PDAs and other powerful 'toys'
Richard H. Wiggins, III, MD, University of Utah School of Medicine provided on Friday a lighthearted and interesting overview of handheld computing technologies in PDAs and Other Personal Technologies. He subtitled the presentation: "favorite geek toys."
PDAs (personal digital assistants) are personal technologies that began fairly simply (20 years ago) but now have become very powerful tools that grant instantaneous access to data such as images, audio files, text and other information all through the use of wireless connections.

Wiggins ran through a series of PDA products and their key features. Starting with the huge line of PALM PDAs, he then drilled through a large assortment of alternatives including Mobile Windows PDAs, Psion PDAs, Linux, and finally the Blackberry which was highlighted for its ability to grant instant access to email around the clock. All of this information came with the warning that some of these devices are as expensive as full PCs.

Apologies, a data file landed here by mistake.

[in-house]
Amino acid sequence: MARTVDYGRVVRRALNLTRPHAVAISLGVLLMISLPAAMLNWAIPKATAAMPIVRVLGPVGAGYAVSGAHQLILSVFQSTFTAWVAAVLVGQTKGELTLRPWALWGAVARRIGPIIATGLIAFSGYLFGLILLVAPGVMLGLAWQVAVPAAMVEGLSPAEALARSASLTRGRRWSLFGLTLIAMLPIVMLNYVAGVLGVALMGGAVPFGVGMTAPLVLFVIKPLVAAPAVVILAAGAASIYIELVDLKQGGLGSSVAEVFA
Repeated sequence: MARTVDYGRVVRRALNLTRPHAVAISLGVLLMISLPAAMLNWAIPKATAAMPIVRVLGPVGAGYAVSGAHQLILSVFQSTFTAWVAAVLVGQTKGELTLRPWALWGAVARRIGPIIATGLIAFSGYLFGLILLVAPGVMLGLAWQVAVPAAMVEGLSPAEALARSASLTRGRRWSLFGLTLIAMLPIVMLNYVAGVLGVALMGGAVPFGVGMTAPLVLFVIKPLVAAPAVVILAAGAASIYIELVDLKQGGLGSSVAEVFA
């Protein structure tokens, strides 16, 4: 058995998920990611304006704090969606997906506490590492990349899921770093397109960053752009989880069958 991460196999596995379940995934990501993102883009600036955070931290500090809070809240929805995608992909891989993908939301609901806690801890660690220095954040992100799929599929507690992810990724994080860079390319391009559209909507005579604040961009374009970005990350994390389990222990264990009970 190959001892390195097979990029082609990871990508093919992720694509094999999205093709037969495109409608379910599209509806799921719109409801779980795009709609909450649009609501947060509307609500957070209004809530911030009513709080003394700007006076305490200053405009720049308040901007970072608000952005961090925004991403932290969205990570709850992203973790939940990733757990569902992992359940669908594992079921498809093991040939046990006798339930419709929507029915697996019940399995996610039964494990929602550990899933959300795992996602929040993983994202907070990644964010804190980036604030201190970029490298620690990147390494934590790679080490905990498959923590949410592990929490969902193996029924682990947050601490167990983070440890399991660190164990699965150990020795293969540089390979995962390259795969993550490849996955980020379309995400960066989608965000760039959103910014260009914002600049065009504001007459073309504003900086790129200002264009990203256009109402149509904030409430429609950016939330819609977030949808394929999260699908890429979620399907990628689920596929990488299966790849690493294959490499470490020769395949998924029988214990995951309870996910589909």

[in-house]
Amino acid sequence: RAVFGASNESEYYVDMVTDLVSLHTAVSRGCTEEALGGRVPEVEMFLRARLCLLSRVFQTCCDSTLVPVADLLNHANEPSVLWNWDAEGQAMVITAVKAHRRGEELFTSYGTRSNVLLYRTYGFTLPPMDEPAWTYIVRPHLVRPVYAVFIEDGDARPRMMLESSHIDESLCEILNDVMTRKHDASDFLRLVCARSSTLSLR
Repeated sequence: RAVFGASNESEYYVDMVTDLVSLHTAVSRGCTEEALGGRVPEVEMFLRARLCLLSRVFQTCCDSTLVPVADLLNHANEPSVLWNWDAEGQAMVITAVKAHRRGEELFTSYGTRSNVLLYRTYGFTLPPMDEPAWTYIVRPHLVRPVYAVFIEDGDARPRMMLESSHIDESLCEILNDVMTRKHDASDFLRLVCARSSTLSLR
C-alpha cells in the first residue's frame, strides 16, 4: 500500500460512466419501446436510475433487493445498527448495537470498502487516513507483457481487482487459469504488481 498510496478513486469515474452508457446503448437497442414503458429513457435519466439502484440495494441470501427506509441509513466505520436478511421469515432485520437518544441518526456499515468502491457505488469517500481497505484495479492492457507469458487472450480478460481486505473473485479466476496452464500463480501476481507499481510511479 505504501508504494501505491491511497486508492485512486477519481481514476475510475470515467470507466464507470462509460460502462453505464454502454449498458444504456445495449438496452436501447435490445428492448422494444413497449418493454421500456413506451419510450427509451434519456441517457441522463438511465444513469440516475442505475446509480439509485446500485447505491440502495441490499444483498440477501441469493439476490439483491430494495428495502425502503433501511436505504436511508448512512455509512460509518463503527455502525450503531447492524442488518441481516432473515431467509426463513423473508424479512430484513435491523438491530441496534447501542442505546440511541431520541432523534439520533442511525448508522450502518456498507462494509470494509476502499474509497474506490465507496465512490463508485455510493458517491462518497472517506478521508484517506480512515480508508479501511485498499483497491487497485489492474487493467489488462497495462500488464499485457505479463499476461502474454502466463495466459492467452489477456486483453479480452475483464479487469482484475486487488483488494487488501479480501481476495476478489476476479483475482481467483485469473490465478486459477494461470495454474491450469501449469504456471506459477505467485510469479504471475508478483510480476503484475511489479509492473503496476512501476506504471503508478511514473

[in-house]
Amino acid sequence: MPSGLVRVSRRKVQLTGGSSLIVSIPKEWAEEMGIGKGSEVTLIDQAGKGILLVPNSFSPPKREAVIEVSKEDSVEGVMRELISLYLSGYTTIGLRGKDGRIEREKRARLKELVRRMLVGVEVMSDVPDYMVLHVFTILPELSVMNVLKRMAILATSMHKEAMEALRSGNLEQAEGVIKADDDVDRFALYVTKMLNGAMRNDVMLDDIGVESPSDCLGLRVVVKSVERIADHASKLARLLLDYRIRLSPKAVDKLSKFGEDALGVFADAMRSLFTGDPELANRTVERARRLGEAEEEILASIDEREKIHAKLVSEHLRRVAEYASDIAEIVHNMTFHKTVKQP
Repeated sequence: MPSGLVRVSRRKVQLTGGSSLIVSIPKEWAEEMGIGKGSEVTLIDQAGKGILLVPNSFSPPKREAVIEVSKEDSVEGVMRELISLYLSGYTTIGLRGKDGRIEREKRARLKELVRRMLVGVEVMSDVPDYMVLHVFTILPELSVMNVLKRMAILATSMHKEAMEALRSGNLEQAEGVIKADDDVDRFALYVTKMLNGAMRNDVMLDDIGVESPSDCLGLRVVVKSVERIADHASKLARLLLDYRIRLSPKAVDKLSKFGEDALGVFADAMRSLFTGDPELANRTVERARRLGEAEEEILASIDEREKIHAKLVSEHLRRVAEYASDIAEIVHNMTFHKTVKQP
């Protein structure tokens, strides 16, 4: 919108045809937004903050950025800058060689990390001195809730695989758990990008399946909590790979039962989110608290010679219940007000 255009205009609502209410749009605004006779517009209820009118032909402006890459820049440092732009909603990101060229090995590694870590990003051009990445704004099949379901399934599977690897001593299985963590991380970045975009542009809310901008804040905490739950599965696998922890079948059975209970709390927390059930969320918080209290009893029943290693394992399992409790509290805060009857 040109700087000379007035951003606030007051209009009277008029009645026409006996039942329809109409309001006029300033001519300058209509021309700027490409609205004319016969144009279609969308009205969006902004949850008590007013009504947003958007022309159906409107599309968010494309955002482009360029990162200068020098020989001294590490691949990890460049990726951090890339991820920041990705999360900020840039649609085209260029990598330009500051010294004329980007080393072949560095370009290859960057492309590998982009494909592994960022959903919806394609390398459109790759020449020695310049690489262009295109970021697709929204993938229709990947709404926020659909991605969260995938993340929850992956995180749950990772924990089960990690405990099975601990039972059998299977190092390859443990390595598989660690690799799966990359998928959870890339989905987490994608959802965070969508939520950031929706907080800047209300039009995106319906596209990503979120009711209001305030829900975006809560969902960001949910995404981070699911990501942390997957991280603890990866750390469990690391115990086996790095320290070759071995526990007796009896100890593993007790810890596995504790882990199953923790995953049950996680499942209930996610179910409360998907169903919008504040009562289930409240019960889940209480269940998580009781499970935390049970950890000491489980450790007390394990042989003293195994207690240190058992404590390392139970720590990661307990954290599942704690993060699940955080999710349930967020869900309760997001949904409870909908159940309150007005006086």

Wiggins then dispensed with PDAs and offered an exuberant glance at a number of personal technologies such as the interesting (though scary) wi-fi sniffer -- which allow a user to snoop around within unsecured wireless environments, iPods, USB drives, remove mouse pointers, and an assortment of others.
The development of these personal technologies has led to PANs (personal area networks), computer networks for connecting a series of devices within a small space so that they can communicate either through a wired or wireless environment. Bluetooth technology, which uses radio waves and can transmit data at a very slow rate between different devices, can be used to connect a PAN, which is then called a Piconet, said Wiggins.
One highlighted future technological development was the use of the electronic conductivity of your body to transfer data between different wireless technologies. This is a technology that is currently being developed by MIT, Wiggins added.